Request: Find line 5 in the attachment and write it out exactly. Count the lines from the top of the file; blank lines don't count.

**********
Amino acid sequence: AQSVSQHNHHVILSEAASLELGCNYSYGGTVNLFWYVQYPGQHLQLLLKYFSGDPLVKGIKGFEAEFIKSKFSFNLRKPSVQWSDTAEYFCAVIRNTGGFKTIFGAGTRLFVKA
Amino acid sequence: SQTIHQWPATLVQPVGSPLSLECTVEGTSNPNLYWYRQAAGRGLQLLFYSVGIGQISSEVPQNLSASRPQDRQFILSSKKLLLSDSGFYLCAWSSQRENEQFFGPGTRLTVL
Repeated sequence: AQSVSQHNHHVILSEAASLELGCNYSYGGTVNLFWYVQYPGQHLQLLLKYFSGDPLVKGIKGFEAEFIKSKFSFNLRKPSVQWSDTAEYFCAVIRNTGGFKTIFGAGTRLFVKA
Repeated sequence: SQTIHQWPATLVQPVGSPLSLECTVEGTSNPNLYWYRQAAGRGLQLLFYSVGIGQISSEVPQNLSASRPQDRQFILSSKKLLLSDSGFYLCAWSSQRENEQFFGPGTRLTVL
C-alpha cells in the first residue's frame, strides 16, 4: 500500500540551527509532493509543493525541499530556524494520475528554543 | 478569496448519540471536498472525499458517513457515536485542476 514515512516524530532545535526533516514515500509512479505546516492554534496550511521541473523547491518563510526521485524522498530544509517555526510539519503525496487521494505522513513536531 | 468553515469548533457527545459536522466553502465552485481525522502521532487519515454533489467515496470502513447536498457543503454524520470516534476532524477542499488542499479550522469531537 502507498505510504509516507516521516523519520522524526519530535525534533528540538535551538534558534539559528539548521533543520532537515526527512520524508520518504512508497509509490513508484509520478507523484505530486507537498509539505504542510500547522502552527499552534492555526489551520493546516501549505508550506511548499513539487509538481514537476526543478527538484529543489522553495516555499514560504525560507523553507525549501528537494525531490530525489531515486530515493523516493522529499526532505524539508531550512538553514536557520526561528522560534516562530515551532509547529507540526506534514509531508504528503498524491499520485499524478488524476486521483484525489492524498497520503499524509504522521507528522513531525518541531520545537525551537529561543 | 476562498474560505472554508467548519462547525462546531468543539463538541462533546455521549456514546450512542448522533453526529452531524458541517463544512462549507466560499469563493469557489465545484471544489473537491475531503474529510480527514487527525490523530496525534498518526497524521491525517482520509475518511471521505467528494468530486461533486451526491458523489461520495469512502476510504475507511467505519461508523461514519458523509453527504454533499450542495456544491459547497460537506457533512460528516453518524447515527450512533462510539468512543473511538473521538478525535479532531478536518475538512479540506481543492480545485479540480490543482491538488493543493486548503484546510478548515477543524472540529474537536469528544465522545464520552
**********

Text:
C-alpha cells in the first residue's frame, strides 16, 4: 500500500540551527509532493509543493525541499530556524494520475528554543 | 478569496448519540471536498472525499458517513457515536485542476 514515512516524530532545535526533516514515500509512479505546516492554534496550511521541473523547491518563510526521485524522498530544509517555526510539519503525496487521494505522513513536531 | 468553515469548533457527545459536522466553502465552485481525522502521532487519515454533489467515496470502513447536498457543503454524520470516534476532524477542499488542499479550522469531537 502507498505510504509516507516521516523519520522524526519530535525534533528540538535551538534558534539559528539548521533543520532537515526527512520524508520518504512508497509509490513508484509520478507523484505530486507537498509539505504542510500547522502552527499552534492555526489551520493546516501549505508550506511548499513539487509538481514537476526543478527538484529543489522553495516555499514560504525560507523553507525549501528537494525531490530525489531515486530515493523516493522529499526532505524539508531550512538553514536557520526561528522560534516562530515551532509547529507540526506534514509531508504528503498524491499520485499524478488524476486521483484525489492524498497520503499524509504522521507528522513531525518541531520545537525551537529561543 | 476562498474560505472554508467548519462547525462546531468543539463538541462533546455521549456514546450512542448522533453526529452531524458541517463544512462549507466560499469563493469557489465545484471544489473537491475531503474529510480527514487527525490523530496525534498518526497524521491525517482520509475518511471521505467528494468530486461533486451526491458523489461520495469512502476510504475507511467505519461508523461514519458523509453527504454533499450542495456544491459547497460537506457533512460528516453518524447515527450512533462510539468512543473511538473521538478525535479532531478536518475538512479540506481543492480545485479540480490543482491538488493543493486548503484546510478548515477543524472540529474537536469528544465522545464520552